WASHINGTON – Safety regulators issued an emergency order directing airlines to inspect and if necessary replace a critical engine part on popular Boeing 737 jets after four reports of engines shutting down during flights.
The Federal Aviation Administration said Friday that its order affected about 2,000 twin-engine passenger jets in the United States.
The FAA said operators must inspect any 737 that has been parked for at least seven days or been flown fewer than 11 times since being returned to service. That's because of reports that certain engine valves can become stuck in the open position.
Corrosion of the valves on both engines could lead to a complete loss of power without the ability to restart the engines, forcing pilots to land somewhere other than an airport, the FAA said in the order, dated Thursday.
Chicago-based Boeing Co. said that with planes being stored or used less often during the coronavirus pandemic, “the valve can be more susceptible to corrosion.” The company said it is providing inspection and parts-replacement help to airplane owners.
Major airlines typically fly their planes several times a day. However, they parked hundreds of planes when the coronavirus pandemic triggered a collapse in air travel this spring and are bringing some of those planes back as passenger traffic has picked up slightly.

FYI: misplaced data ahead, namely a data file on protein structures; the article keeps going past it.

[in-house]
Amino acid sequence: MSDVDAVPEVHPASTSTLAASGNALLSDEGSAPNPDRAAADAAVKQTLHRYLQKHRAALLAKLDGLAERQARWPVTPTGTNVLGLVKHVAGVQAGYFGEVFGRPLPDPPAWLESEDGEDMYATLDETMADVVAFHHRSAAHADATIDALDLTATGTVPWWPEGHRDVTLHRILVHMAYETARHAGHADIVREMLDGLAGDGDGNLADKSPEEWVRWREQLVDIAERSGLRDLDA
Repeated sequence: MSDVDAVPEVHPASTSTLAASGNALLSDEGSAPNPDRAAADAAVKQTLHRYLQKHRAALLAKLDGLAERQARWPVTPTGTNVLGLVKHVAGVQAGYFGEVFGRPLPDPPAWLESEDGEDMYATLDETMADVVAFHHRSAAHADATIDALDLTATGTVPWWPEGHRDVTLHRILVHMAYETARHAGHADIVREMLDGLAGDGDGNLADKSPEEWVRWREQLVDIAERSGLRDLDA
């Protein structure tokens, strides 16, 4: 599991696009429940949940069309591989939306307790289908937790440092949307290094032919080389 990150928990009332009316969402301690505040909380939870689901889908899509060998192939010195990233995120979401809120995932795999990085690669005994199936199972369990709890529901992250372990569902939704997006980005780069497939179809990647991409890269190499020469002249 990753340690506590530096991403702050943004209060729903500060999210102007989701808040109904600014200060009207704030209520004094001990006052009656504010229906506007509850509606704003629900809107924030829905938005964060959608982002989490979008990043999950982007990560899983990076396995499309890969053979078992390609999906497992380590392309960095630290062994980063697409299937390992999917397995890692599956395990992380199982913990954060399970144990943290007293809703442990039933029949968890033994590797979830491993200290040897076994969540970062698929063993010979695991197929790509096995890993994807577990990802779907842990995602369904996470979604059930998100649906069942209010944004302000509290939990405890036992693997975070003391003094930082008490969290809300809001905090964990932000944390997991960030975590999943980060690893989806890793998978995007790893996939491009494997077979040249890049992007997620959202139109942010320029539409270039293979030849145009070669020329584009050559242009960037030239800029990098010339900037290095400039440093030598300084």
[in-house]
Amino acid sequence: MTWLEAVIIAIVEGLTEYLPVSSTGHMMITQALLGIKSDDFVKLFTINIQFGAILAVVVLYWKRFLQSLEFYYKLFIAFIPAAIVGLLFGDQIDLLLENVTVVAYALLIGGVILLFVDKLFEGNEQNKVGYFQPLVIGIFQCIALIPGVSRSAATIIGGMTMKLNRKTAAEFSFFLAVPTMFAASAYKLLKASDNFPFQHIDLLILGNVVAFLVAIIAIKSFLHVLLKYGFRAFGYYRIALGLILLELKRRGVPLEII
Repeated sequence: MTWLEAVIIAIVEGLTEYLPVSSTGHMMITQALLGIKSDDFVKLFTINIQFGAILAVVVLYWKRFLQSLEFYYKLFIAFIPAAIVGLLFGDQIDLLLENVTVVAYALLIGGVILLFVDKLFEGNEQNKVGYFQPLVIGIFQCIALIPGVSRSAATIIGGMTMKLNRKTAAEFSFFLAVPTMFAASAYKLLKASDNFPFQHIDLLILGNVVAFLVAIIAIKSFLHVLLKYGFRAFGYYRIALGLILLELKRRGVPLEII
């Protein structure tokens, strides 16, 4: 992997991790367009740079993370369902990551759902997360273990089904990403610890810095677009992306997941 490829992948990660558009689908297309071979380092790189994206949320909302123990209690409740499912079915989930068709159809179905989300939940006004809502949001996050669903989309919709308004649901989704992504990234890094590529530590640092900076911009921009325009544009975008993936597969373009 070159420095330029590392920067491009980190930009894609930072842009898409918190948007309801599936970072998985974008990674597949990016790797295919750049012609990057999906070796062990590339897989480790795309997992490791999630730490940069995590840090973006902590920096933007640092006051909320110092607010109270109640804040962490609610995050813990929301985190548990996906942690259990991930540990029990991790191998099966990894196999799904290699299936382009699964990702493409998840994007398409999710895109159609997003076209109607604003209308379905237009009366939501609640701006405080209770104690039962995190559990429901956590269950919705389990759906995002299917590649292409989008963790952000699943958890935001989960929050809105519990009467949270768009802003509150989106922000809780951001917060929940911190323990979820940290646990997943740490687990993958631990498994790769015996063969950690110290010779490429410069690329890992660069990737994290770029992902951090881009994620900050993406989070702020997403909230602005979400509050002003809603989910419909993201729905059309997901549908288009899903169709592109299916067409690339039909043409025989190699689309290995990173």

The FAA did not provide details about the four cases of engine shutdowns.
Alaska Airlines said one occurred on a July 15 flight from Seattle to Austin, Texas, and the plane landed without incident. Alaska said six of its planes need inspections, which have already begun.
American, United and Southwest said none of their planes had valve-related engine shutdowns. American said four of its planes needed inspections, which were completed and found no issues. United said it is inspecting 28 planes. Southwest was determining how many planes it needs to check.
Delta Air Lines said it would inspect 20 planes but did not say whether any of its planes suffered engine shutdowns.
The emergency order applies to versions of the 737 called the NG and Classic, the latter of which are no longer in production but remain in some airline fleets. The directive does not apply to the newer Boeing 737 Max, which has been grounded worldwide since March 2019 after two crashes that killed 346 people.
Passenger jets have two or more engines, and multiple engine failures of the type that FAA warned about in its order are rare. One example was the 2009 “Miracle on the Hudson,” in which US Airways pilots landed their plane on the Hudson River in New York after bird strikes knocked out both engines. All 155 people on board survived.